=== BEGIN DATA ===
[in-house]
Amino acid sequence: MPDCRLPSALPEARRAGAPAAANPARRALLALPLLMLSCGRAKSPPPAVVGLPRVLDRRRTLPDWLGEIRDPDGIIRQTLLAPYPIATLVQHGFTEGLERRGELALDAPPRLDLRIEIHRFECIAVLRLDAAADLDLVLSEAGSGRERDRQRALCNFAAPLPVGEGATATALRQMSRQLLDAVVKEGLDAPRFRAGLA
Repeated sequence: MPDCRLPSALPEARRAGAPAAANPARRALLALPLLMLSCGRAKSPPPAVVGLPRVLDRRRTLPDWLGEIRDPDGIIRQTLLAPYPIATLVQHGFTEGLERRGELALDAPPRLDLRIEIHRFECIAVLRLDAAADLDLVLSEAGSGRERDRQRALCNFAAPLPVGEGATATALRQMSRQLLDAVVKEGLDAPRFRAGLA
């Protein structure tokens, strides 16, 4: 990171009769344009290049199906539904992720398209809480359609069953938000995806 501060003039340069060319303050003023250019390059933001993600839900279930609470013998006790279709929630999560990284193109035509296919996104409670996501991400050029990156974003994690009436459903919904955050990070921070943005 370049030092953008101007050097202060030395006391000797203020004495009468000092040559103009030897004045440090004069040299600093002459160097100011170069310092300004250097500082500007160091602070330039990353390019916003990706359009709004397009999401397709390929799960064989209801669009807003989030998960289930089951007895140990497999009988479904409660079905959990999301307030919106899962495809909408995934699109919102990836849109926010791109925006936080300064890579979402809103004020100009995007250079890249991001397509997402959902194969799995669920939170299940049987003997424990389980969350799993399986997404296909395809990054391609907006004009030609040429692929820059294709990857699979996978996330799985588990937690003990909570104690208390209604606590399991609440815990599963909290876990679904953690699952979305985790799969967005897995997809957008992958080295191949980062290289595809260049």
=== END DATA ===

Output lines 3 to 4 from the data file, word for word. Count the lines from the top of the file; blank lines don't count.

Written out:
Repeated sequence: MPDCRLPSALPEARRAGAPAAANPARRALLALPLLMLSCGRAKSPPPAVVGLPRVLDRRRTLPDWLGEIRDPDGIIRQTLLAPYPIATLVQHGFTEGLERRGELALDAPPRLDLRIEIHRFECIAVLRLDAAADLDLVLSEAGSGRERDRQRALCNFAAPLPVGEGATATALRQMSRQLLDAVVKEGLDAPRFRAGLA
């Protein structure tokens, strides 16, 4: 990171009769344009290049199906539904992720398209809480359609069953938000995806 501060003039340069060319303050003023250019390059933001993600839900279930609470013998006790279709929630999560990284193109035509296919996104409670996501991400050029990156974003994690009436459903919904955050990070921070943005 370049030092953008101007050097202060030395006391000797203020004495009468000092040559103009030897004045440090004069040299600093002459160097100011170069310092300004250097500082500007160091602070330039990353390019916003990706359009709004397009999401397709390929799960064989209801669009807003989030998960289930089951007895140990497999009988479904409660079905959990999301307030919106899962495809909408995934699109919102990836849109926010791109925006936080300064890579979402809103004020100009995007250079890249991001397509997402959902194969799995669920939170299940049987003997424990389980969350799993399986997404296909395809990054391609907006004009030609040429692929820059294709990857699979996978996330799985588990937690003990909570104690208390209604606590399991609440815990599963909290876990679904953690699952979305985790799969967005897995997809957008992958080295191949980062290289595809260049």